Concerning the effectiveness of HPV vaccinations, two key points must be considered. First, HPV vaccines are most effective when administered to HPV-naive women (16), who can be efficiently identified with serological assays (25, 26). Second, the U.S. Food and Drug Administration has approved Gardasil for use in girls and women aged 9 - 26, which is consistent with the higher prevalence of HPV in younger women (16, 17).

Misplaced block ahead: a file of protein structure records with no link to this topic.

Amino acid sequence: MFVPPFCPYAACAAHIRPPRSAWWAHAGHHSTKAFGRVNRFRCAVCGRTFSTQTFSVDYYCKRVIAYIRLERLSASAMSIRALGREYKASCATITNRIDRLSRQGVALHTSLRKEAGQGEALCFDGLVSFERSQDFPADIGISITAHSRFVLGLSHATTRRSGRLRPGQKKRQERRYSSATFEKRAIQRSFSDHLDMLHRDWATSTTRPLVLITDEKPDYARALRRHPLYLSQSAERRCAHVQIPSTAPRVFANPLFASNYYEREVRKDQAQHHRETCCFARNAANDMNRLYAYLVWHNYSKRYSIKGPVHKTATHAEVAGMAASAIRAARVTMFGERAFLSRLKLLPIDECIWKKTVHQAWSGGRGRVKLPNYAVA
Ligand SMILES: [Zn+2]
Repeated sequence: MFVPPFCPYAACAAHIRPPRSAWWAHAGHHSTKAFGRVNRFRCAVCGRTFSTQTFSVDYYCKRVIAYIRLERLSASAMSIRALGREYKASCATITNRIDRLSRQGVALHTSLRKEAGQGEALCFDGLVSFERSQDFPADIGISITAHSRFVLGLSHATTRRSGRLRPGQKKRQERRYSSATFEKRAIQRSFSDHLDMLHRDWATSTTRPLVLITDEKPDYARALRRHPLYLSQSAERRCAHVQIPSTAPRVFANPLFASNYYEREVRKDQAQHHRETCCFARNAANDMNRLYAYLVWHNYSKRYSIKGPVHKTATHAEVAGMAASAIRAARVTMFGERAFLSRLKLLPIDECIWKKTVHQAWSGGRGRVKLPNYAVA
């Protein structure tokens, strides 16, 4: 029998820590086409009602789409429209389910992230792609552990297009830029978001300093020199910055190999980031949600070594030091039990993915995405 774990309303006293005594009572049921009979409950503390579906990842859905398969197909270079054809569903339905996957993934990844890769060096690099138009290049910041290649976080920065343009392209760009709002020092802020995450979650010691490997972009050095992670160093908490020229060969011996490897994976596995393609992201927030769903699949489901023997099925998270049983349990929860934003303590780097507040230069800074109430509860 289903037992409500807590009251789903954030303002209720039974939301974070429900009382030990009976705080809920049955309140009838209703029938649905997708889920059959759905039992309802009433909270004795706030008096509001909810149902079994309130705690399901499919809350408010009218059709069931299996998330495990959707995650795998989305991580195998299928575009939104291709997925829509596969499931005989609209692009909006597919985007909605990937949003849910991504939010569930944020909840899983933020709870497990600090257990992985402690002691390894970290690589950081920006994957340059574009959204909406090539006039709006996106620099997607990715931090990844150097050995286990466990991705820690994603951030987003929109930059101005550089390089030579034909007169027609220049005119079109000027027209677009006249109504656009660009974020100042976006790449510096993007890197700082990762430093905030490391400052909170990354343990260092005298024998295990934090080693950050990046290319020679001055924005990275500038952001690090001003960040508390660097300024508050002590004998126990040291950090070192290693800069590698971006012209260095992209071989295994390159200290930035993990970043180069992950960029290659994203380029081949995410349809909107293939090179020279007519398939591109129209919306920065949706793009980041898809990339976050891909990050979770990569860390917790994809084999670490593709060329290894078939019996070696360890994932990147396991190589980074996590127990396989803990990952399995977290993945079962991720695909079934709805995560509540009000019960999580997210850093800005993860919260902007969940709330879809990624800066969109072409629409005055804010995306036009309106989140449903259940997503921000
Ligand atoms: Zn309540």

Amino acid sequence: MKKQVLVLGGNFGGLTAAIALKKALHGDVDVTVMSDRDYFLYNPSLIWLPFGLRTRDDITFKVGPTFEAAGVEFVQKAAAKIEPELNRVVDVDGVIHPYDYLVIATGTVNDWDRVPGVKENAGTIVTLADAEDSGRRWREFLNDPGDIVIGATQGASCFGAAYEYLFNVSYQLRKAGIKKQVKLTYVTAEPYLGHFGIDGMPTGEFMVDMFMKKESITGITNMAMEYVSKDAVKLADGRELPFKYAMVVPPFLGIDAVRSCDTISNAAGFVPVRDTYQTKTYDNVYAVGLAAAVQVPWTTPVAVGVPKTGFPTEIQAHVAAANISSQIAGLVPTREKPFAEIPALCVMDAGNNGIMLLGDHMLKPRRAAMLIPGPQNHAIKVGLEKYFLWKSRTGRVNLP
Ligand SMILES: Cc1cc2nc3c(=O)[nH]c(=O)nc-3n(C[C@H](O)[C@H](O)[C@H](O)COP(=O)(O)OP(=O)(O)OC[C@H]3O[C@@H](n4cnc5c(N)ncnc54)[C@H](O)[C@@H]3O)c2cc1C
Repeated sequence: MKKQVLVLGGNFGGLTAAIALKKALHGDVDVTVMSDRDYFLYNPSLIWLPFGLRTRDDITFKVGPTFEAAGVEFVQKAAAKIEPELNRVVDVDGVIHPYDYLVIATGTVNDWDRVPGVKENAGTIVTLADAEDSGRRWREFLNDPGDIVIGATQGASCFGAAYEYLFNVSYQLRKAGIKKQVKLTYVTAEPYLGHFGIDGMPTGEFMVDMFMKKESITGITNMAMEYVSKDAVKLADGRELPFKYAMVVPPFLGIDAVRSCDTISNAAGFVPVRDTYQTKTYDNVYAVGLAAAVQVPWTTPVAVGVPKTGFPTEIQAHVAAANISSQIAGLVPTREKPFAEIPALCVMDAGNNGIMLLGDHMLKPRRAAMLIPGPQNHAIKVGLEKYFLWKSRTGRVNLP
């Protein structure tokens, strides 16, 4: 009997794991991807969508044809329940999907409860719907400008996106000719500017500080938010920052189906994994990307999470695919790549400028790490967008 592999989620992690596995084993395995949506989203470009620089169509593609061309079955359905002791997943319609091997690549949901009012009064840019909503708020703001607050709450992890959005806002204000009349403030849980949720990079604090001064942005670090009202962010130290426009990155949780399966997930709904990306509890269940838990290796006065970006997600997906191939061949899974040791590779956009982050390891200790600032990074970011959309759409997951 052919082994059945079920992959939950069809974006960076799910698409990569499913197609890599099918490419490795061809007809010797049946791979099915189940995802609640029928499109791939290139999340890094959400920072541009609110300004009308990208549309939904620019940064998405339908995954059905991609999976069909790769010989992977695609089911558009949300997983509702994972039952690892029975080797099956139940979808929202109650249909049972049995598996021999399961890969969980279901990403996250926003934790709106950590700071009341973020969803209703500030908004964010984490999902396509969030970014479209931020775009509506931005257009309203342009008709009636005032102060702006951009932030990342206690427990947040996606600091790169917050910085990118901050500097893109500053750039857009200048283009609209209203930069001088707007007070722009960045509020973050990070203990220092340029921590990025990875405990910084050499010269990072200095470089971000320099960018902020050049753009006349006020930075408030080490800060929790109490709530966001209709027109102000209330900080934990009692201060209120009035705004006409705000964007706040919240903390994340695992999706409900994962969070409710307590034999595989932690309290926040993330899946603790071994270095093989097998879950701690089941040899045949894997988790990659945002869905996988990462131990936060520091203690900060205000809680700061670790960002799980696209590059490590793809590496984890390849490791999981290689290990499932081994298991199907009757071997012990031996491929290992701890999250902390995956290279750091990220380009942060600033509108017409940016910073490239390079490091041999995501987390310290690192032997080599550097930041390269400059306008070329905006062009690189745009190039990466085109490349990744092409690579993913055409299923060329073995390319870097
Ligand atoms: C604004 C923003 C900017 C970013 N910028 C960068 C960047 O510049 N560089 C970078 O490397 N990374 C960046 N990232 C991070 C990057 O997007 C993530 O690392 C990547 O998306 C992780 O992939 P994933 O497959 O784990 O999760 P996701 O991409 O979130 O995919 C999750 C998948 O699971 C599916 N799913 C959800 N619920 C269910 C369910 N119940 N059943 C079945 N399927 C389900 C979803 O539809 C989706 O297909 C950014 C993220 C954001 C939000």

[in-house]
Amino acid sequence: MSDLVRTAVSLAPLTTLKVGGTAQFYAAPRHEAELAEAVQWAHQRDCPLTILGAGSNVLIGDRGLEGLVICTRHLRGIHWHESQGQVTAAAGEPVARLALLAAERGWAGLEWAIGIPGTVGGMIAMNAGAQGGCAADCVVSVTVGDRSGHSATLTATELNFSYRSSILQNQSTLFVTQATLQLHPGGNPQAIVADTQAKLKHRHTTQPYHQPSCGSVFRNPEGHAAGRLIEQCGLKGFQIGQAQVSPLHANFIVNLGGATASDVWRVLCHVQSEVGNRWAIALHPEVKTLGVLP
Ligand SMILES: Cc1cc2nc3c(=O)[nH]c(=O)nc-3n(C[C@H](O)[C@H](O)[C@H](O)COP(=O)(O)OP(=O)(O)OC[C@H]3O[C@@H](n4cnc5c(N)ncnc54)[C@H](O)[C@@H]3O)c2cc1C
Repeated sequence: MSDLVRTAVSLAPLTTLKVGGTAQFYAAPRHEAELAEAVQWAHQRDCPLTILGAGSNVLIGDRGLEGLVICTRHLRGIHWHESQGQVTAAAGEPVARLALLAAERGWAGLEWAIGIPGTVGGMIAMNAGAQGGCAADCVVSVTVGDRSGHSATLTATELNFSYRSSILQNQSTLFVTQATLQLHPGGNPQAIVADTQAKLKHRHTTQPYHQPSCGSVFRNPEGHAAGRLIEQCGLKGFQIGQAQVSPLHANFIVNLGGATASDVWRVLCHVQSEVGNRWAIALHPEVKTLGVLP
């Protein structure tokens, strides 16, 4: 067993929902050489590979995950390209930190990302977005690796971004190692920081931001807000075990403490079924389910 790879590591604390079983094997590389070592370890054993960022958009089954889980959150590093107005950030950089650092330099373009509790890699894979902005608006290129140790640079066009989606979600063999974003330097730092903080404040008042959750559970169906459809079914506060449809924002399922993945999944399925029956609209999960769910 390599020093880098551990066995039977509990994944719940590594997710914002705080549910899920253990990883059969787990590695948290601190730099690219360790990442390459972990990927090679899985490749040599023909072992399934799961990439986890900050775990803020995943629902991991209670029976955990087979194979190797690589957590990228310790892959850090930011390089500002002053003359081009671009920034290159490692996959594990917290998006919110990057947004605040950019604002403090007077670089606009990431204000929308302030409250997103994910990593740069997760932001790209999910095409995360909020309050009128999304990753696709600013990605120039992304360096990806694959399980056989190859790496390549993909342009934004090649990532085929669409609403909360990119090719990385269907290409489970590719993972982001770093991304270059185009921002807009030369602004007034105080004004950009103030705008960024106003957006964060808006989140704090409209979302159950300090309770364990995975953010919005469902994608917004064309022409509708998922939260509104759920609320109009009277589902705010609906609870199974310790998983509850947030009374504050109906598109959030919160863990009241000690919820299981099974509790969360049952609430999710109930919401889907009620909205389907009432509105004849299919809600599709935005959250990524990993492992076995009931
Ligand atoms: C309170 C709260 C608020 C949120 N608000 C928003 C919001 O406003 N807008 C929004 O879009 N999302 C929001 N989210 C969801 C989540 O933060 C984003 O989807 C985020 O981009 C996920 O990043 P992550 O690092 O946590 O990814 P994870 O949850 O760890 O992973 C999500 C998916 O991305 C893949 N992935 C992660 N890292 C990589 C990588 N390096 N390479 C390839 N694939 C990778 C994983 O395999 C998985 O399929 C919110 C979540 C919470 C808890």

In summary, despite the limitations, we showed remarkable rates of high-risk HPV genotypes 16 and 18 in the studied population. Such a high frequency of these genotypes is a serious public health concern, since HPV 16 and 18 together account for a high proportion of HPV malignancies. This result highlights the potential impact of prophylactic vaccines for future protection against high-risk HPV types in Iranian women. However, further studies with wider sample sizes and age distributions, especially in schoolgirls, are recommended for reaching a comprehensive conclusion.